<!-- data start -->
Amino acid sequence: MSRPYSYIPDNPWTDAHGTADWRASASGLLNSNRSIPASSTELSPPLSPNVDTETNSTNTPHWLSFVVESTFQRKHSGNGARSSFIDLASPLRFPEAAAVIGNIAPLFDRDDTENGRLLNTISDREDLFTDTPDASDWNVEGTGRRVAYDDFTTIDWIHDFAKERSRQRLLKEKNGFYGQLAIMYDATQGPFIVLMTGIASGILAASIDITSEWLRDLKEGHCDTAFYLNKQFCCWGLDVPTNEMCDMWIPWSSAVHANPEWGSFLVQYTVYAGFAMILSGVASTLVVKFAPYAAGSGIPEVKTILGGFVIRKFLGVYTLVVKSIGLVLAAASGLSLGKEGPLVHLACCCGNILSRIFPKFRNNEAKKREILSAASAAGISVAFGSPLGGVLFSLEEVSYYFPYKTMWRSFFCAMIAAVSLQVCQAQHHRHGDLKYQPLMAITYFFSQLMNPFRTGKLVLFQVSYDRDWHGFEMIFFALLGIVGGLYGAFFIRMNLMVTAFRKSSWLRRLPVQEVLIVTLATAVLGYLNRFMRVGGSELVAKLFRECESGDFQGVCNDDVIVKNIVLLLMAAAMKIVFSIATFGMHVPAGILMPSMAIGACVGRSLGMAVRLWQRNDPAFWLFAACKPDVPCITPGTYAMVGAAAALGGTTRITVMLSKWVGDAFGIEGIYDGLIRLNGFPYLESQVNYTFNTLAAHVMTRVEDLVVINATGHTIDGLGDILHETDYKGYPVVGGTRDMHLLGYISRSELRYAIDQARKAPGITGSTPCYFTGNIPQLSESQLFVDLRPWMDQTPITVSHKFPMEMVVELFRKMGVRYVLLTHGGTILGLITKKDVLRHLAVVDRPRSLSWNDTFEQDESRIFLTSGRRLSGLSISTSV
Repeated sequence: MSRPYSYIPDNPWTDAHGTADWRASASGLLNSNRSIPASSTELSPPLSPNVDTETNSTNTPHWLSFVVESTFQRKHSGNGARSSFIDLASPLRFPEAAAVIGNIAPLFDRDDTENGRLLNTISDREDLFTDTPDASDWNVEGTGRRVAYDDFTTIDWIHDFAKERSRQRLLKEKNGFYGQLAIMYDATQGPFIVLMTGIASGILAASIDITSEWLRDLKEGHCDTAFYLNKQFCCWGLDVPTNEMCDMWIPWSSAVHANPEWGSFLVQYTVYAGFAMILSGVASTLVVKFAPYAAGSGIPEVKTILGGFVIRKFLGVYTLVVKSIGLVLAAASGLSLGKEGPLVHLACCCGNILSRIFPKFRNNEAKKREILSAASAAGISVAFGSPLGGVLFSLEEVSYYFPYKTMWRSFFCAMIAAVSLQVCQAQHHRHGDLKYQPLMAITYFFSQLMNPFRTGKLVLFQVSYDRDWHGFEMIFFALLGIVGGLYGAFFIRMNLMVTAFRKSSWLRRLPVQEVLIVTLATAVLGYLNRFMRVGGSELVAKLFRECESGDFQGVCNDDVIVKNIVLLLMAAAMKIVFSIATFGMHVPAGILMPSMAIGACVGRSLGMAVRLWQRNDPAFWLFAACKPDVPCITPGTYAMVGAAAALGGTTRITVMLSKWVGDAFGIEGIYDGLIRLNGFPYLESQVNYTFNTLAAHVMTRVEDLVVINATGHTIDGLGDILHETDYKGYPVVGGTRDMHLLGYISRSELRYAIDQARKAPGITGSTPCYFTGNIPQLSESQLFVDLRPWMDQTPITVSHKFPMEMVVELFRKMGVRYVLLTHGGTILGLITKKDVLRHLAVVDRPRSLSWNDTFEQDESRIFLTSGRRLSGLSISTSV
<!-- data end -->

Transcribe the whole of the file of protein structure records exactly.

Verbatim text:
Amino acid sequence: MSRPYSYIPDNPWTDAHGTADWRASASGLLNSNRSIPASSTELSPPLSPNVDTETNSTNTPHWLSFVVESTFQRKHSGNGARSSFIDLASPLRFPEAAAVIGNIAPLFDRDDTENGRLLNTISDREDLFTDTPDASDWNVEGTGRRVAYDDFTTIDWIHDFAKERSRQRLLKEKNGFYGQLAIMYDATQGPFIVLMTGIASGILAASIDITSEWLRDLKEGHCDTAFYLNKQFCCWGLDVPTNEMCDMWIPWSSAVHANPEWGSFLVQYTVYAGFAMILSGVASTLVVKFAPYAAGSGIPEVKTILGGFVIRKFLGVYTLVVKSIGLVLAAASGLSLGKEGPLVHLACCCGNILSRIFPKFRNNEAKKREILSAASAAGISVAFGSPLGGVLFSLEEVSYYFPYKTMWRSFFCAMIAAVSLQVCQAQHHRHGDLKYQPLMAITYFFSQLMNPFRTGKLVLFQVSYDRDWHGFEMIFFALLGIVGGLYGAFFIRMNLMVTAFRKSSWLRRLPVQEVLIVTLATAVLGYLNRFMRVGGSELVAKLFRECESGDFQGVCNDDVIVKNIVLLLMAAAMKIVFSIATFGMHVPAGILMPSMAIGACVGRSLGMAVRLWQRNDPAFWLFAACKPDVPCITPGTYAMVGAAAALGGTTRITVMLSKWVGDAFGIEGIYDGLIRLNGFPYLESQVNYTFNTLAAHVMTRVEDLVVINATGHTIDGLGDILHETDYKGYPVVGGTRDMHLLGYISRSELRYAIDQARKAPGITGSTPCYFTGNIPQLSESQLFVDLRPWMDQTPITVSHKFPMEMVVELFRKMGVRYVLLTHGGTILGLITKKDVLRHLAVVDRPRSLSWNDTFEQDESRIFLTSGRRLSGLSISTSV
Repeated sequence: MSRPYSYIPDNPWTDAHGTADWRASASGLLNSNRSIPASSTELSPPLSPNVDTETNSTNTPHWLSFVVESTFQRKHSGNGARSSFIDLASPLRFPEAAAVIGNIAPLFDRDDTENGRLLNTISDREDLFTDTPDASDWNVEGTGRRVAYDDFTTIDWIHDFAKERSRQRLLKEKNGFYGQLAIMYDATQGPFIVLMTGIASGILAASIDITSEWLRDLKEGHCDTAFYLNKQFCCWGLDVPTNEMCDMWIPWSSAVHANPEWGSFLVQYTVYAGFAMILSGVASTLVVKFAPYAAGSGIPEVKTILGGFVIRKFLGVYTLVVKSIGLVLAAASGLSLGKEGPLVHLACCCGNILSRIFPKFRNNEAKKREILSAASAAGISVAFGSPLGGVLFSLEEVSYYFPYKTMWRSFFCAMIAAVSLQVCQAQHHRHGDLKYQPLMAITYFFSQLMNPFRTGKLVLFQVSYDRDWHGFEMIFFALLGIVGGLYGAFFIRMNLMVTAFRKSSWLRRLPVQEVLIVTLATAVLGYLNRFMRVGGSELVAKLFRECESGDFQGVCNDDVIVKNIVLLLMAAAMKIVFSIATFGMHVPAGILMPSMAIGACVGRSLGMAVRLWQRNDPAFWLFAACKPDVPCITPGTYAMVGAAAALGGTTRITVMLSKWVGDAFGIEGIYDGLIRLNGFPYLESQVNYTFNTLAAHVMTRVEDLVVINATGHTIDGLGDILHETDYKGYPVVGGTRDMHLLGYISRSELRYAIDQARKAPGITGSTPCYFTGNIPQLSESQLFVDLRPWMDQTPITVSHKFPMEMVVELFRKMGVRYVLLTHGGTILGLITKKDVLRHLAVVDRPRSLSWNDTFEQDESRIFLTSGRRLSGLSISTSV